Although there is no specific benchmark for range, it’s an important factor in determining ranking. As has been SNB’s past practice, range is a throughput value taken from the throughput vs. attenuation test for each band and direction. For Revision 11, the range values are 57 dB for 2.4 GHz, 45 dB for 5 GHz and 54 dB for 6 GHz. These values are intended to be pretty far out on the RvR curve, but still represent usable throughput. They do not represent the point of disconnection.
This benchmark measures the throughput and latency of up to three STApals configured as two-stream Wi-Fi 6/6E devices, with simultaneous traffic on all radios.
The test is run at 40 MHz channel bandwidth for 2.4 GHz, 80 MHz channel bandwidth for 5 GHz and 160 MHz channel bandwidth for 6 GHz. These conditions should produce maximum link rates of 574 Mbps @ 2.4 GHz, 1201 Mbps @ 5 GHz and 2402 Mbps @ 6 GHz i.e. AX MCS 11 with Wi-Fi 6 and 6E DUTs.
Two streams of traffic are run to each STA:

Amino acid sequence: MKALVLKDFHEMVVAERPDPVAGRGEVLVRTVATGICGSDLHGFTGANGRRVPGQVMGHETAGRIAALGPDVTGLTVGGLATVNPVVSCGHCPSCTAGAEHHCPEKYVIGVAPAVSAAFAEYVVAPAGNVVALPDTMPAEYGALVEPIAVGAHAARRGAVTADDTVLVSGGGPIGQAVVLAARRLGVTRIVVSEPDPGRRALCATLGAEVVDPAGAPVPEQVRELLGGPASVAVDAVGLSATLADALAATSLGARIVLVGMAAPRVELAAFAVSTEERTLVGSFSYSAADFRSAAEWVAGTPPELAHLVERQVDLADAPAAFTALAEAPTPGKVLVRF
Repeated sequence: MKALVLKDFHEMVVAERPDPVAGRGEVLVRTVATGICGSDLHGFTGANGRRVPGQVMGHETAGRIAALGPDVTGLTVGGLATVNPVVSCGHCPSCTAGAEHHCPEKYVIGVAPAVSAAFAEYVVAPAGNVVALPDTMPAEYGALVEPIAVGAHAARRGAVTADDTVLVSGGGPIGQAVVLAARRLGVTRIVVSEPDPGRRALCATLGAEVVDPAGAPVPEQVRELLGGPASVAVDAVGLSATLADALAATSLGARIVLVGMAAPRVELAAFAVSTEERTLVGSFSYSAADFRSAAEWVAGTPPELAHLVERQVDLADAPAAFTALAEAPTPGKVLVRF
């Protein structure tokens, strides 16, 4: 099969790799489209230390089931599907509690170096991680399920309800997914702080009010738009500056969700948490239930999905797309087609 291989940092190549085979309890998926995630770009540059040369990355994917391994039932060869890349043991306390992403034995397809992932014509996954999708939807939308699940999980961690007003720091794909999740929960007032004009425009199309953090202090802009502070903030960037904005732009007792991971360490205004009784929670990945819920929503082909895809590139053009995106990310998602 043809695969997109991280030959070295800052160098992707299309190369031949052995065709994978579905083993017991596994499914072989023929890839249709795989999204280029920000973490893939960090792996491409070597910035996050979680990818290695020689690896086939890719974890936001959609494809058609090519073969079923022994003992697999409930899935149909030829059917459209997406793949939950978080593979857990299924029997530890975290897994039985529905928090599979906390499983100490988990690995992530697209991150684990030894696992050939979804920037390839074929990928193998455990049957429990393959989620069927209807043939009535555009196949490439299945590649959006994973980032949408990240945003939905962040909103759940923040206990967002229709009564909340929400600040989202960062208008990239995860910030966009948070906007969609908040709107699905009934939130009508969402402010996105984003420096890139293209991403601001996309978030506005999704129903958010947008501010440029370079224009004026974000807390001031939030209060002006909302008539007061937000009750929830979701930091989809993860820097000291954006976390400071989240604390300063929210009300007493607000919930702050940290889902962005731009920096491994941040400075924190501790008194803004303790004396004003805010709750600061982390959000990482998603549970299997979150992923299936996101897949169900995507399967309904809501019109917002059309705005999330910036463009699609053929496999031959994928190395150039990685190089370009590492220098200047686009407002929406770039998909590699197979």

- iperf3, unlimited TCP/IP, 5 parallel connections.
- ping (200 ms interval). Ping direction is from STA to DUT to WAN-side traffic generator
The test sequence is:
- Move the turntable to starting position. This places the DUT at the "0 degree" starting position previously described.
- Set the attenuators to 0 dB.
- Associate the STAs to each DUT radio.
- Run traffic for 300 seconds (5 minutes).
- Discard first 5 seconds of iperf3 data, calculate average of remaining data.
TCP/IP traffic is run downlink; ping traffic is run uplink.
The following benchmarks are produced by this test for each band tested:
- Multiband Throughput – Downlink
- Multiband Latency Score – Average
- Multiband Latency Score 90th Percentile – Uplink
The benchmark values published are Multiband Latency Score = (1 / Measured delay in ms) x 1000, with higher values being better. This inverts and scales latency values so that they may be properly ranked, since the ranker always sorts values from high to low. To convert back to milliseconds, calculate 1 / (score / 1000).
Since Wi-Fi latency typically varies (sometimes a lot!), both average and 90th percentile values are recorded. The difference between these values provides a good indication of latency variation.
The default chart view shows the average of values recorded for each band tested. Values for each band can also be viewed and plotted.